Fig. 2

Differences in fraction of single-copy molecules across genes. A Fraction of single copy molecules (FSCM) vs mean gene expression across cells for the PBMC_V3_3 dataset. B Comparison of gene FSCM between 2 datasets (PBMC_V3_2 and PBMC_V3_3) produced using the same technology (10x Chromium v3). The code to reproduce this figure is here:

To assess the implications of amplification bias on single-cell RNA-seq quantification, we downsampled reads in a mouse 10X brain cortex dataset (the EVAL dataset, see the “Methods” section) and analyzed quantification of abundances with standard UMI collapsing for a pair of genes (Fig. 3). We found that while the vomeronal 1 receptor 13 gene (Vmn1r13) appeared to be 2.4 times more highly expressed than the Ubiquitin B gene (Ubb) in the full dataset (30 M reads), when downsampling to 1.5 M reads (1/20th the dataset) the opposite was the case: UBB was 4.9 times more highly expressed than vmn1r13. Increasing the number of reads yields the discovery of many new molecules for vmn1r13, but few for Ubb, since many more of the molecules belonging to Ubb have already been sampled, and are therefore “canceled out” during UMI collapsing.

Fig. 3

Example of the pooled amplification paradox as seen in an analysis of the EVAL dataset. A Histograms of the counts per UMI for two genes with different amplification. The histograms are generated from downsampled data (4 times), visualized by a dashed line in B and C. B Change in the mean gene expression estimates across cells of the two genes when downsampling the reads. C Change in gene expression for downsampled data when correcting for unseen molecules. The code to reproduce this figure is here:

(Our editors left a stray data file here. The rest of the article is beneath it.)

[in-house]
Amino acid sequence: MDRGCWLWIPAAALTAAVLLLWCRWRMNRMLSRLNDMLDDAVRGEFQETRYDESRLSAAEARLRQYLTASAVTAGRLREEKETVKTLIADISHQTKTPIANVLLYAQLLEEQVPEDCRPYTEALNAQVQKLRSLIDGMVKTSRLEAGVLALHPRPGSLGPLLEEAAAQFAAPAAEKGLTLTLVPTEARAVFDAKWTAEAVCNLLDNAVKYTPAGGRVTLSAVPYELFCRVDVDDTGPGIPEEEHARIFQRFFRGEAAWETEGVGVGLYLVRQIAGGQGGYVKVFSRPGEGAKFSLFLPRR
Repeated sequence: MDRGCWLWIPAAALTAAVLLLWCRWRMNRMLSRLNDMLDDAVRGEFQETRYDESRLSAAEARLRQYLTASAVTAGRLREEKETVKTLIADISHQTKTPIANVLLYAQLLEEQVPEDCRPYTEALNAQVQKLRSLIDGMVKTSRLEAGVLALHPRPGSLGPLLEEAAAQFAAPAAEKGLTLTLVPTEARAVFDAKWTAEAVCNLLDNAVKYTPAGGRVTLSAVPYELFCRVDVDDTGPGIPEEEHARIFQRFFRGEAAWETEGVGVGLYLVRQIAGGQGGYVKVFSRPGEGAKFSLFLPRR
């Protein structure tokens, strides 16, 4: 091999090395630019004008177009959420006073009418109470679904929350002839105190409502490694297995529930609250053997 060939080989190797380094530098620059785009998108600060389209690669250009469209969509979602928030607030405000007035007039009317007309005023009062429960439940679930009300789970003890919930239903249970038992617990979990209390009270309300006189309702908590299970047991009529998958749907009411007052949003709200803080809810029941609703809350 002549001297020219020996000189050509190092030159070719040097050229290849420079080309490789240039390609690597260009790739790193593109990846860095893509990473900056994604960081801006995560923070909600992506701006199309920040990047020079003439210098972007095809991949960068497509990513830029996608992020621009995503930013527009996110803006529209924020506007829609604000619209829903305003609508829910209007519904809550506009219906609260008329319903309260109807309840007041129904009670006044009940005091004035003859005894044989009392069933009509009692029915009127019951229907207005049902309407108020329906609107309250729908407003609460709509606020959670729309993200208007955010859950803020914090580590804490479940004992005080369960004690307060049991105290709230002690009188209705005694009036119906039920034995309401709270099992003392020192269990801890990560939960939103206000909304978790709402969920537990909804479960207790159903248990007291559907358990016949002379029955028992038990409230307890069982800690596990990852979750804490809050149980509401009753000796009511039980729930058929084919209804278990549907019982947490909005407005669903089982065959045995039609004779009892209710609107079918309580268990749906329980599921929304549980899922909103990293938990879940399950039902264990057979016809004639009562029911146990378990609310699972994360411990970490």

We hypothesized that by predicting unseen species [8, 9], we could reduce, or eliminate, the bias introduced by naive UMI collapsing. Each gene’s expected increase in gene expression with more reads can be estimated from measurements of counts per UMI (CU histogram, see Fig. 3A). We evaluated several methods for this purpose (Additional file 1: Fig. S7–S21): The Daley et al. [11] Preseq method (Preseq DS) exhibits similar performance to the zero-truncated negative binomial (ZTNB) [9], and both are more stable than the Good-Toulmin estimator [8]. We found that ZTNB has better performance for highly expressed genes, while Preseq DS performs slightly better for medium range genes for some datasets (see Additional file 1: Supplementary Note 1).

To investigate the bias theoretically, we simulated data where each molecule within a gene is amplified according to a negative binomial distribution (Additional file 1: Fig. S22 and Supplementary Note 2). First, we estimated the theoretical gene expression bias introduced at different amplification levels, where the amplification range matches that of the measured amplification in the dataset PBMC_V3_3 (Additional file 1: Fig. S22 A). For uncorrected data, the fold change between the most extreme genes is substantial, while correction (ZTNB) to a large extent corrects the bias. To determine how the bias affects the ability to detect a difference in gene expression between genes, we simulated datasets with pairs of genes where 50% of the gene pairs were expressed at different levels, and all genes have an amplification level randomly selected from the genes of the PBMC_V3_3 dataset. The area under the curve (AUC) was then calculated for the ability to from the observed gene expression identify gene pairs with different original expression levels (Additional file 1: Fig. S22 B). ZTNB correction improves this ability substantially, also at large fold change levels.